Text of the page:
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Quo Vadis (1951)


Quo Vadis
Deborah Kerr and Robert Taylor



''Quo Vadis' is an epic historical drama set in Ancient Rome, made in 1951, directed by Mervyn LeRoy and starring Robert Taylor, Deborah Kerr and Peter Ustinov. The movie was adapted from Henryk Sienkiewicz's Polish historical epic "Quo Vadis: a Narrative of the Time of Nero", first published as a newspaper serial in 1895 and then as a novel in 1896, contributing to the author winning the Nobel Prize for literature in 1905. The title is from the Bible John 16:5, translated in the film as "Whither goest Thou, Lord?"

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On release the movie became MGM's highest grosser since 'Gone With The Wind' but it received a less than enthusiastic critical reception. It received eight Academy Award nominations including Best Picture and two for Best Actor in a Supporting Role (Leo Genn as Petronius and Peter Ustinov as Nero), but did not win a single Oscar. In its defence this was one of Hollywood's champagne years with competition coming from 'The African Queen', 'An American In Paris', and 'A Streetcar Named Desire'.

The action takes place around AD 64 when Marcus Vinicius (Robert Taylor), a patrician Roman commander returning from war in the time of Emperor Nero, falls in love with Lygia (Deborah Kerr), a Christian hostage of state, who becomes caught between her love for a warrior Roman and her love for God.

'Quo Vadis' was made at a time when television was just beginning to show itself as a threat to the cinema and Dore Schary, who had just taken over the helm at MGM from Louis Mayer, wanted to make a spectacular Technicolor epic which would fight off the looming small screen threat. He wanted Mervyn LeRoy to create nothing less than the greatest movie spectacle of all time and LeRoy delivered. 'Quo Vadis was the most expensive film ever made up to then, with more than 200 speaking parts, 120 lions, a bull, enormous, lavish sets, and over 30,000 extras (including, supposedly both Elizabeth Taylor and Sophia Loren at the start of their careers.) An amazing total of one hundred and fifty sets and fifteen thousand costumes were required. Deborah Kerr alone required thirty six changes of dress. Some of the sets were the largest ever seen in a movie up to that time. The recreation of the great Circus Maximus, where the Christian martyrs were thrown to the lions, was large enough to seat 30,000 people.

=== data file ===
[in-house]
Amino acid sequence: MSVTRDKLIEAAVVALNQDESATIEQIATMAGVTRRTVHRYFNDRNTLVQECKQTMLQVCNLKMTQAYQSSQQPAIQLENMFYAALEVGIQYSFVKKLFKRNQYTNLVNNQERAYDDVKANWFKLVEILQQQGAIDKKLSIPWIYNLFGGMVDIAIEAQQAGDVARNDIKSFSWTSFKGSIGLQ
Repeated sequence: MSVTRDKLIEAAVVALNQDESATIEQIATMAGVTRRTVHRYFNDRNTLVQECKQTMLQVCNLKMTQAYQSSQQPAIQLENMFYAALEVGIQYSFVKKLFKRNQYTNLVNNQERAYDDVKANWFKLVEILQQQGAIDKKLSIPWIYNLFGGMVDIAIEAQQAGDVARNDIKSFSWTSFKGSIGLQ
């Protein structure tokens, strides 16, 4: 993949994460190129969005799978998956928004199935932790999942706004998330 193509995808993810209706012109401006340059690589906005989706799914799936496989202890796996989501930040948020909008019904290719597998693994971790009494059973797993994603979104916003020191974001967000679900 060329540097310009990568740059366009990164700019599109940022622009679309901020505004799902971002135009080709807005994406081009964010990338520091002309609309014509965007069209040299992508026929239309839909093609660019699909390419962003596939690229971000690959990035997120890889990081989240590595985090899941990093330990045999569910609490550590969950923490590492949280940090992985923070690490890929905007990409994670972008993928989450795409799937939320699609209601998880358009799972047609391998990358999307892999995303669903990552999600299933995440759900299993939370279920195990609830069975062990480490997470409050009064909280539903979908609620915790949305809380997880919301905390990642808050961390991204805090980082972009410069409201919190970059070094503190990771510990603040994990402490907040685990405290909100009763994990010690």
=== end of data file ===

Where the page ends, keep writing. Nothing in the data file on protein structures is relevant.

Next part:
Robert Taylor was one of the biggest Hollywood names and he and Deborah Kerr make a convincing couple. Leo Genn as Petronious - the sarcastic and cynical adviser of Emperor Nero- is outstanding and Peter Ustinov as the ever more insane Nero is quite brilliant.

The resulting movie is a classic which still holds the audience transfixed today. It is a stunning spectacle with fine performances of an intelligent script by an excellent cast. The costumes and sets are magnificent and the photography and music (it was composer Miklós Rózsa's first biblical epic film) are all of the highest order.

Main Cast

Robert Taylor ... Marcus Vinicius
Deborah Kerr ... Lygia
Leo Genn ... Petronius
Peter Ustinov ... Nero
Patricia Laffan ... Poppaea
Finlay Currie ... Peter
Abraham Sofaer ... Paul
Marina Berti ... Eunice
Buddy Baer ... Ursus
Felix Aylmer ... Plautius
Nora Swinburne ... Pomponia
Ralph Truman ... Tigellinus
Norman Wooland ... Nerva
Peter Miles ... Nazarius
Geoffrey Dunn ... Terpnos

Credits

Director ... Mervyn LeRoy
Producer ... Sam Zimbalist
Screenplay ... John Lee Mahin, S.B.Behrman, Sonys Levien
Story by ... Based on the epic poem by Henryk Sienkiewicz
Music ... Miklós Rózsa
Cinematography ... Robert Surtees, William V. Skall
Format ... Color (Technicolor)
Distribution Company ... Metro-Goldwyn-Mayer
Release date ... November 8, 1951
Running time ... 171 minutes

Academy Awards

No Wins:
Eight Unsuccessful Nominations:
Best Picture ... Sam Zimbalist
Best Supporting Actor ... Leo Genn
Best Supporting Actor ... Peter Ustinov
Art Drection/ Set Direction ... William A. Horning, Cedric Gibbons, Edward Carfagno/Hugh Hunt
Cinematography ... Robert Surtees, William V. Skall
Costume Design ... Herschel McCoy
Film Editing ... Ralph E. Winters
Music (Music Score of a Dramatic or Comedy Picture) ... Miklós Rózsa